By Tom Sheridan It is impossible to tell under what circumstances an ordinary life might transform into the extraordinary. It may come about because of something wonderful — a book you have written is accepted for publication and becomes a best seller. Or it may come about under the least auspicious of circumstances. For a 13-year-old boy growing up in the 1980s in Indiana, it came with a diagnosis of a terrible new disease called AIDS. His name was Ryan White.
Looking at the world through his eyes at that time, the world was very different than it was before or has been since. At that time, Ryan White would see the very best and very worst of human nature. AIDS was a newly emergent medical condition. Gay men were so over-represented among the earliest cases that the condition was initially known as Gay Related Immune Deficiency Syndrome. There was no test to tell if you were infected or exposed. There was no cure. There was no treatment. There was only fear. And there was courage.
Except for his hemophilia, Ryan White was a boy like any other. But once diagnosed, his family and home were threatened. He was ostracized. He had to relocate to a new town and new school and new community that accepted him. Through that horror, he found courage and his story became nationally known. Celebrities became his friends.
For the many thousands of others who were being diagnosed in the 1980s, the challenges of Ryan’s experience with AIDS were not unique. Many lost jobs and places to live, often turned away by their families. People were shunted off to the corners of care or needed services that did not even exist. The cracks in our system of care grew large and many people fell through them. As immune systems became weaker, needs became stronger — medical and dental, pharmaceutical and social, mental health and housing and food. It was pervasive in scope.
Ryan White died at the age of 18, and this month marks the 25th anniversary of the signing of the legislation that bears his name. The Ryan White Care Act would forever dramatically change the landscape for people with AIDS by creating a structure for delivering critical services and support for the ever-increasing number of men, women and children being diagnosed.
Although the passage of this legislation was carried by the spirit of a little boy, what made it transformative was its design. It was the work of eight pioneering AIDS service organizations who knew from the front lines exactly what was needed. And it was a cause that found heroic champions in Sens. Edward M. Kennedy and Orrin G. Hatch; and Reps. Nancy Pelosi and Henry A. Waxman.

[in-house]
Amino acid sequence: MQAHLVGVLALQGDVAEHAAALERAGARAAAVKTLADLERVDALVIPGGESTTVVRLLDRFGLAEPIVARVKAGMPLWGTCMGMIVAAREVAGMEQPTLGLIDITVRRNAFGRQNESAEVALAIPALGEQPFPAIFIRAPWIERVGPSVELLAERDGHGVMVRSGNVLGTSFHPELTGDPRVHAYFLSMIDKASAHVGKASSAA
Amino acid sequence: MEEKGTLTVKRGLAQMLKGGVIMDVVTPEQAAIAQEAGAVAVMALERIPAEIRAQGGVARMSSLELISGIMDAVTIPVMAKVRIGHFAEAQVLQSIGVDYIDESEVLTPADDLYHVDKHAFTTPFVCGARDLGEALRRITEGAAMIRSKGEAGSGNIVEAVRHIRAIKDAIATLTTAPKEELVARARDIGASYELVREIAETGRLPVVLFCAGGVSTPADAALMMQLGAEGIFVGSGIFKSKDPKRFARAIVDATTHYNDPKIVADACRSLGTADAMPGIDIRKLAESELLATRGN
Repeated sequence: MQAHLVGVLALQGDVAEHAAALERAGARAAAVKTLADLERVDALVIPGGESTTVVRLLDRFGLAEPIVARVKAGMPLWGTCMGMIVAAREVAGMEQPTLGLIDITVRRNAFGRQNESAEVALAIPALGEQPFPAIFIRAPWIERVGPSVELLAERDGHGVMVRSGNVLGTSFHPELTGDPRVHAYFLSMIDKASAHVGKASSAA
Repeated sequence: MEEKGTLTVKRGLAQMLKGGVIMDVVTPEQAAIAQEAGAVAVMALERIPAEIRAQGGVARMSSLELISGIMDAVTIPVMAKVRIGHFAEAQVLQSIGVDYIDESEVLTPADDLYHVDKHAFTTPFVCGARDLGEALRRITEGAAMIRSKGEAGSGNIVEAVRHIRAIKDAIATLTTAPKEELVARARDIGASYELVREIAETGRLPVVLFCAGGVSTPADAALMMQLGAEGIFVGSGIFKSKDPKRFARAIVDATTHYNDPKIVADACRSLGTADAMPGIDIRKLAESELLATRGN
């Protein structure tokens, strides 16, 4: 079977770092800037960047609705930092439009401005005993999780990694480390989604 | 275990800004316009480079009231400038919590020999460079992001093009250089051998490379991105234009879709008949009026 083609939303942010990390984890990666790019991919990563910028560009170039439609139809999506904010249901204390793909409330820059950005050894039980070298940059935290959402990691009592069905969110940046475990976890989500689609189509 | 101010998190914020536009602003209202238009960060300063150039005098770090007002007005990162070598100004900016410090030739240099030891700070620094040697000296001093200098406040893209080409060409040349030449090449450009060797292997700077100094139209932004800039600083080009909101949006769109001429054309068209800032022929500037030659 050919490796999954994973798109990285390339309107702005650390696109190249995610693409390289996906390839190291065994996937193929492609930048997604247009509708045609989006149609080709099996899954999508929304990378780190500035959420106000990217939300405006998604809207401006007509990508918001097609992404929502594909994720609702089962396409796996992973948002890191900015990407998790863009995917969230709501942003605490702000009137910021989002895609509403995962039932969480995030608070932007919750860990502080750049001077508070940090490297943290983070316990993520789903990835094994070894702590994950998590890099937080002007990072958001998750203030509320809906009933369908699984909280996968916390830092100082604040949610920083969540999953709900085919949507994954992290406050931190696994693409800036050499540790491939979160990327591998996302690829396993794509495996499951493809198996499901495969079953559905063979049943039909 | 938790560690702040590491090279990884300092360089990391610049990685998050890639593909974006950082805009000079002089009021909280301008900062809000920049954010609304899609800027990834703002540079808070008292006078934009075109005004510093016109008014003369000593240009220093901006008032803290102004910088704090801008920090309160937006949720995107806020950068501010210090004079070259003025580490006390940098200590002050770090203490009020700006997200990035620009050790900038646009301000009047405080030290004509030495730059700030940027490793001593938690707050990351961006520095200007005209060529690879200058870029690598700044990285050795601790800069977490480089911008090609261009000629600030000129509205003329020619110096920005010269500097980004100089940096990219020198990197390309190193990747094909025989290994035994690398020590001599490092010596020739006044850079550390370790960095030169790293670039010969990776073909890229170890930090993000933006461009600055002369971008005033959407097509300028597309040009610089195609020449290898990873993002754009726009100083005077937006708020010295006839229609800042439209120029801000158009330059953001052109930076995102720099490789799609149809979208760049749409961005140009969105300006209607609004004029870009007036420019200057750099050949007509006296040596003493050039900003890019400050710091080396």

Much has changed about the epidemic since that time. Now there is not only a test, there are genetic tests to differentiate the virus. Today, there is a vast armamentarium of treatments made possible through the Ryan White Care Act. These developments have dramatically reduced what once was an overwhelming mortality rate for thousands of sufferers. Still, if Ryan was alive today, he would see that while much progress has been made since those sad early days, there is still a great deal of unmet need.
The challenges of AIDS 25 years after the passage of Ryan White are complex and controversial. Many worry that apathy has replaced rage; racism has replaced homophobia as a reason to ignore where the epidemic is growing rapidly; and new innovations in programs, services and science have stalled. Our mission all those years ago was to end the epidemic and its suffering—we have not met that mission yet — lives are still lost, needs go unmet and the virus has not been eradicated.
While much has changed about AIDS, our resolve to make a positive difference must not. What was once the burden of a few must now be the task for many — renewing interest in activists and policymakers as well as foundations. We must bring new partners to the table like corporate America. There must be a renewed effort to end this epidemic, once and for all, where not just eight organizations spearhead but 80 public and private partners issue a call to action to end AIDS.
For the first time in its history, we know how to bring the epidemic to its knees. We can make a world where 13 year old boys need never have their lives transformed by a virus they cannot even see. If he were alive today, that is the world Ryan White would want to see. The world he deserved.
Tom Sheridan, founder of The Sheridan Group, has worked on using policy and public-private partnerships to shape social issues for over 25 years and was the chief architect and strategist behind the enactment of the Ryan White CARE Act.